“One of the best books I’ve read. Powerful and poignant...” - Jen Lancaster, New York Times bestselling author of I Regret Nothing
"Grabbed me from the first page. If you are interested in compelling characters and/or complex issues, this is a must read." - Lisa Gardner, New York Times Bestselling author
"Heartbreaking and beautiful . . . a brave book, stark in its realism, yet tempered by its lyrical prose." - Diane Chamberlain, New York Times bestselling author of The Dream Daughter
"Heart-wrenching and beautiful . . . a must read." - Erica Bauermeister, national bestselling author of The School of Essential Ingredients
"Written with spare, poetic grace, The Girls at 17 Swann Street is engaging, tragic and ultimately hopeful. It opened my eyes as well as my heart." - Susan Crandall, national bestselling author of The Myth of Perpetual Summer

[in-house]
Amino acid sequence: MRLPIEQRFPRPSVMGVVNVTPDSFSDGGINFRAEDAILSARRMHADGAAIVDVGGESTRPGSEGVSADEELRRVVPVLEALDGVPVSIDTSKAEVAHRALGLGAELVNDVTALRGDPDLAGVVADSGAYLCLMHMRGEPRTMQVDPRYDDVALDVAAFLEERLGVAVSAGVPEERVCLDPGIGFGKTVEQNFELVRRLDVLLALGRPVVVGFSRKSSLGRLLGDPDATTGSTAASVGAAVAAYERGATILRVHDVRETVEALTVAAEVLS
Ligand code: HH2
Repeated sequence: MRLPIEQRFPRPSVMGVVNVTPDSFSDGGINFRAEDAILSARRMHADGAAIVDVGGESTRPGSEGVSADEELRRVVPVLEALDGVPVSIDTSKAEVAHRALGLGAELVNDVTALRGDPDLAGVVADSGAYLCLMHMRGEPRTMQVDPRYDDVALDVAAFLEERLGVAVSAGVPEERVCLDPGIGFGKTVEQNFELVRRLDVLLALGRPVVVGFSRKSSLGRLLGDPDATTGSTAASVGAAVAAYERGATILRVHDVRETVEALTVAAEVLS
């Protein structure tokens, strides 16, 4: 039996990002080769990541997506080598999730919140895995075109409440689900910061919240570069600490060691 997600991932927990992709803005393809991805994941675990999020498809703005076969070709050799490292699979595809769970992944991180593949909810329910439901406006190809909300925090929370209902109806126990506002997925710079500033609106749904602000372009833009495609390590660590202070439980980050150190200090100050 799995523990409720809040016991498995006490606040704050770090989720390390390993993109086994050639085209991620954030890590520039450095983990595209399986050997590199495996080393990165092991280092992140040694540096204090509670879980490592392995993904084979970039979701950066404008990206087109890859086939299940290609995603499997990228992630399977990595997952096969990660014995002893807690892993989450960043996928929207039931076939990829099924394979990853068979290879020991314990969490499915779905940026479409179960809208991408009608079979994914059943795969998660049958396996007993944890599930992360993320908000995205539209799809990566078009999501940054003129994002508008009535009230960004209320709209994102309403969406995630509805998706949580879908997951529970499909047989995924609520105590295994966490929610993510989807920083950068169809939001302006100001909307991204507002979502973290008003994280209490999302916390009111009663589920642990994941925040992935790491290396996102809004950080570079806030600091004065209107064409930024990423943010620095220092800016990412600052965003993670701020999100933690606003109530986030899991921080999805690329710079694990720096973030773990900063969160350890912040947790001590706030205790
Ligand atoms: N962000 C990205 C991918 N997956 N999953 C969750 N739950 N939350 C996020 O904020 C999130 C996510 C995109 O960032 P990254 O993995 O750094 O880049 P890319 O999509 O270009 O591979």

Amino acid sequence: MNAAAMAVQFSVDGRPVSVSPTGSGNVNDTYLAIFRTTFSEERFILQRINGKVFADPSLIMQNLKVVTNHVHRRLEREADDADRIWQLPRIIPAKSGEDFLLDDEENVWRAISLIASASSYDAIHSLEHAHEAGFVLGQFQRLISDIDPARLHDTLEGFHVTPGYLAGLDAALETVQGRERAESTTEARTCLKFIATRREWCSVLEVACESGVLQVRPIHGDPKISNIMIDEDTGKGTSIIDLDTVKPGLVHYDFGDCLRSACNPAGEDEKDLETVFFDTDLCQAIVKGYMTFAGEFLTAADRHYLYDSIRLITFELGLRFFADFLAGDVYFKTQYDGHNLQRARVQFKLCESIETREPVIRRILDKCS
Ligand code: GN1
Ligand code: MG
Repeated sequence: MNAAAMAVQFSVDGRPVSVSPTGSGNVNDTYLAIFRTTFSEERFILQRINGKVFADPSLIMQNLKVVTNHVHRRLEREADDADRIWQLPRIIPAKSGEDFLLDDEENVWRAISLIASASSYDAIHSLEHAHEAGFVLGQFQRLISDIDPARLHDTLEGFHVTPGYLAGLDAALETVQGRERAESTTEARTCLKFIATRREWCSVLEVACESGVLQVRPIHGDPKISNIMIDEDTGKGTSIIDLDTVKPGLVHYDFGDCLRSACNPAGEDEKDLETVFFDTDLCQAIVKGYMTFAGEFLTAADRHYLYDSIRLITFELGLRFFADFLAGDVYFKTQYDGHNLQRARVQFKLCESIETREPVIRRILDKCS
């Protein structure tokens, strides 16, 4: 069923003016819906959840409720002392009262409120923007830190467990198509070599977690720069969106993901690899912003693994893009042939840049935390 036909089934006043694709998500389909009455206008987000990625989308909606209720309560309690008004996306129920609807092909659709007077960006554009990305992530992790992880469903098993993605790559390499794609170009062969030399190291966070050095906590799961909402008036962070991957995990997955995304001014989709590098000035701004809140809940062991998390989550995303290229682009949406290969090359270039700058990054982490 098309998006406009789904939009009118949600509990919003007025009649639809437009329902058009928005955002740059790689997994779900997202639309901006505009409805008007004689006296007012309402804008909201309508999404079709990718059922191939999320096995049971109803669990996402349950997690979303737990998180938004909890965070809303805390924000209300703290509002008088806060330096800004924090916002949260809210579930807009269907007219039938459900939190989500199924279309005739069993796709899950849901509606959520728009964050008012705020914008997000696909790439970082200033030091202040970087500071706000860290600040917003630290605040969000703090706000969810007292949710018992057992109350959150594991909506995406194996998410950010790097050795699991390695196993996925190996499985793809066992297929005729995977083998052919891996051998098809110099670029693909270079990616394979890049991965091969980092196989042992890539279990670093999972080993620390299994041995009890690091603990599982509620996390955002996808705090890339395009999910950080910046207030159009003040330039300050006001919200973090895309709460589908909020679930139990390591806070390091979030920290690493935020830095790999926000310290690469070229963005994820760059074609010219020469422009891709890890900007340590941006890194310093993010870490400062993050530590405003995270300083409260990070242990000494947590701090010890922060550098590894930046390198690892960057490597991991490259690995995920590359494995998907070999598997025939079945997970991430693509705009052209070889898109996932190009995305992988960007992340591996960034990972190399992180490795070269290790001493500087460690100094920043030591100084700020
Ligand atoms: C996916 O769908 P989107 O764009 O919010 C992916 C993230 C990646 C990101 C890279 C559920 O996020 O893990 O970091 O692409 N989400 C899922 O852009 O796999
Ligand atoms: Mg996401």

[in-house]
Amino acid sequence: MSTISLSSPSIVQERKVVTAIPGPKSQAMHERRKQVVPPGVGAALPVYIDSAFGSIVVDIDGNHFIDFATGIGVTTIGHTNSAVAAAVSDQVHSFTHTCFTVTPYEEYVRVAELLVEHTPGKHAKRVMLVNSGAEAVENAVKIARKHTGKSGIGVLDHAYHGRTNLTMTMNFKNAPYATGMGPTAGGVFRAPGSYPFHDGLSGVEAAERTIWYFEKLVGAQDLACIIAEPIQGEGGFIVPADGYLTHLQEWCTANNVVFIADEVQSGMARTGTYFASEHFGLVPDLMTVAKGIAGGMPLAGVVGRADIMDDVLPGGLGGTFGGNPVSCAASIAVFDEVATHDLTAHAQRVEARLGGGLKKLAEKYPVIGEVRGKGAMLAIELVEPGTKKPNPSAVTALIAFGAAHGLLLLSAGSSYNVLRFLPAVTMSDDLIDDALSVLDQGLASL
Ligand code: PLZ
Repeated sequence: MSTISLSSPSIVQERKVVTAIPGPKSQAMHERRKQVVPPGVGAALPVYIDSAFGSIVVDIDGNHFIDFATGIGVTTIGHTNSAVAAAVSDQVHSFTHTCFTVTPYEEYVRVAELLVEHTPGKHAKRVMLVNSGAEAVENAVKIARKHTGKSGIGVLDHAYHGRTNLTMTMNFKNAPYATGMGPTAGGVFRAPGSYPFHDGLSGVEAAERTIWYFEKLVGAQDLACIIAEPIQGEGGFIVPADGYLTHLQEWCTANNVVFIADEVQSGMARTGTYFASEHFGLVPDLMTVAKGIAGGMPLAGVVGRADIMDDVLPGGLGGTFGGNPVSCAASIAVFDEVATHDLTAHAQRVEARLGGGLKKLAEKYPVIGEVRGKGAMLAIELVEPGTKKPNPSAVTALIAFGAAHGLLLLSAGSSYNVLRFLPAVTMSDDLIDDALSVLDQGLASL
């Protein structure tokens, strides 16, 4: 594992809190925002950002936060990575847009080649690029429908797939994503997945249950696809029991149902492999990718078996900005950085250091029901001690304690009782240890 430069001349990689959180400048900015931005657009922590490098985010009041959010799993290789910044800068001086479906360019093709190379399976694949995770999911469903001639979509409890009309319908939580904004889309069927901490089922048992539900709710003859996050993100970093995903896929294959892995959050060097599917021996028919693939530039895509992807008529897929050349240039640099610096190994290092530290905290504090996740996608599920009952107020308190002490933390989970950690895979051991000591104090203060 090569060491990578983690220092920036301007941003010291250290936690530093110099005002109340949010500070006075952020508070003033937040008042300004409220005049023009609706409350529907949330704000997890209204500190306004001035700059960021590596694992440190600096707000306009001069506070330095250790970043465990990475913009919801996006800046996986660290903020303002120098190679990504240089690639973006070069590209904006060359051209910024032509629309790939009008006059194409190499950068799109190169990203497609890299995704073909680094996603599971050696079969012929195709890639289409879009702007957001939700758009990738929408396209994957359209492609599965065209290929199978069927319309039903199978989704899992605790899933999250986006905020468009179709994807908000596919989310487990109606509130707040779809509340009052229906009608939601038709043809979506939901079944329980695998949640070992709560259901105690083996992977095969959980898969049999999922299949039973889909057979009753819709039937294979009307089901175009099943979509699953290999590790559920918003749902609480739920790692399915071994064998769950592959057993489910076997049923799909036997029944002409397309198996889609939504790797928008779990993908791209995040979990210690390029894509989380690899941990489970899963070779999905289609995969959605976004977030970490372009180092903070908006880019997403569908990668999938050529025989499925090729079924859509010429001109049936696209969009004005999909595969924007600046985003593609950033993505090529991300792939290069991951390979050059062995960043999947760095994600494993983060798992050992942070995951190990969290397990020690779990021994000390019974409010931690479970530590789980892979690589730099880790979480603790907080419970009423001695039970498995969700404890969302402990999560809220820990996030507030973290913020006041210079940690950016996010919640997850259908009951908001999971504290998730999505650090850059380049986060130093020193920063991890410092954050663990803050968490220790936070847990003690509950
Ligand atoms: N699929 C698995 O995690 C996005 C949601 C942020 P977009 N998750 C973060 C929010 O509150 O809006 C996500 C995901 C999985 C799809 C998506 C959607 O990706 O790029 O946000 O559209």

About the Author
Yara is a reader, writer, traveler, yogi, lover of art, wine, black and white photographs, popcorn, and jazz. She was born in Lebanon and has pieces of her heart scattered over Paris, Beirut, London, Boston, and a few villages in Tuscany.
She is the author of The Girls at 17 Swann Street and No Land to Light On, and writes weekly on culture, art, travel, and philosophy on her blog: The non-Utilitarian. Her essays are prose, poetry, musings, on things neither practical nor useful, but true and beautiful. Essential.
Her writing has also appeared in The Huffington Post, The Four Seasons Magazine, HOLIDAY Magazine, The European, Womanscape, HOME Magazine, The Idea List, France Forward, Espresso Economics, A Woman’s Paris, The Socio/Log, and others.
- Publisher : St. Martin's Press (February 5, 2019)
- Language : English
- Hardcover : 384 pages
- ISBN-10 : 1250202442
- ISBN-13 : 978-1250202444
- Item Weight : 1.3 pounds
- Dimensions : 6.24 x 1.31 x 9.63 inches
- Best Sellers Rank: #896,469 in Books (See Top 100 in Books)
- Customer Reviews:
About the author
Reviewed in the United States on May 17, 2021